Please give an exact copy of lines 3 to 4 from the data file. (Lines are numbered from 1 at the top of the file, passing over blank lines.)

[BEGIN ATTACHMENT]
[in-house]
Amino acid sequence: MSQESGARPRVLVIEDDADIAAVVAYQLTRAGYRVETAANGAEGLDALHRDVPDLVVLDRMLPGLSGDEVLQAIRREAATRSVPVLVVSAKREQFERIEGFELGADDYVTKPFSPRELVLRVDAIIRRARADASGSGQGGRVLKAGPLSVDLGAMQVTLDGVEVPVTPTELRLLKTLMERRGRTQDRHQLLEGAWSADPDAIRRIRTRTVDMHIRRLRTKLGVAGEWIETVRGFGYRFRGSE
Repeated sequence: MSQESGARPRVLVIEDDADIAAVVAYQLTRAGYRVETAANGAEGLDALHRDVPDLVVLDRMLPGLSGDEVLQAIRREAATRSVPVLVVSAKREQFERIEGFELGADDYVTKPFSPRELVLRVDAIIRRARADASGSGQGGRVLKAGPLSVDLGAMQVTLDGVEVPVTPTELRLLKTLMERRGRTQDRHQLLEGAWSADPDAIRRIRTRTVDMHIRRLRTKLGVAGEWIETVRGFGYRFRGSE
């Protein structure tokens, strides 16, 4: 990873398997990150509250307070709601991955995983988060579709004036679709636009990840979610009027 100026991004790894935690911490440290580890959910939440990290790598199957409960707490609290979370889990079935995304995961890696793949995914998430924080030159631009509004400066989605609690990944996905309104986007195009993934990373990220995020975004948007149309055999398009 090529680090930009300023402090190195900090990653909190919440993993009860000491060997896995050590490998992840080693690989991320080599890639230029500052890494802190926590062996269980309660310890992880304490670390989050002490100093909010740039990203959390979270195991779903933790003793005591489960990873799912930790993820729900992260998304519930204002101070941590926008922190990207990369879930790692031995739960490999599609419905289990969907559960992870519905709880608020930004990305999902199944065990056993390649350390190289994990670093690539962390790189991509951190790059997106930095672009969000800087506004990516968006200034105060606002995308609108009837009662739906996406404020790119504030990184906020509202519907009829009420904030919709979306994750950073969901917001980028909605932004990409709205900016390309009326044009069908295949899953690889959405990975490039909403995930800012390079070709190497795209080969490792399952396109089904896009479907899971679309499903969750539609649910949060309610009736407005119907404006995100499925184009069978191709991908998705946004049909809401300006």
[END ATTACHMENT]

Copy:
Repeated sequence: MSQESGARPRVLVIEDDADIAAVVAYQLTRAGYRVETAANGAEGLDALHRDVPDLVVLDRMLPGLSGDEVLQAIRREAATRSVPVLVVSAKREQFERIEGFELGADDYVTKPFSPRELVLRVDAIIRRARADASGSGQGGRVLKAGPLSVDLGAMQVTLDGVEVPVTPTELRLLKTLMERRGRTQDRHQLLEGAWSADPDAIRRIRTRTVDMHIRRLRTKLGVAGEWIETVRGFGYRFRGSE
């Protein structure tokens, strides 16, 4: 990873398997990150509250307070709601991955995983988060579709004036679709636009990840979610009027 100026991004790894935690911490440290580890959910939440990290790598199957409960707490609290979370889990079935995304995961890696793949995914998430924080030159631009509004400066989605609690990944996905309104986007195009993934990373990220995020975004948007149309055999398009 090529680090930009300023402090190195900090990653909190919440993993009860000491060997896995050590490998992840080693690989991320080599890639230029500052890494802190926590062996269980309660310890992880304490670390989050002490100093909010740039990203959390979270195991779903933790003793005591489960990873799912930790993820729900992260998304519930204002101070941590926008922190990207990369879930790692031995739960490999599609419905289990969907559960992870519905709880608020930004990305999902199944065990056993390649350390190289994990670093690539962390790189991509951190790059997106930095672009969000800087506004990516968006200034105060606002995308609108009837009662739906996406404020790119504030990184906020509202519907009829009420904030919709979306994750950073969901917001980028909605932004990409709205900016390309009326044009069908295949899953690889959405990975490039909403995930800012390079070709190497795209080969490792399952396109089904896009479907899971679309499903969750539609649910949060309610009736407005119907404006995100499925184009069978191709991908998705946004049909809401300006």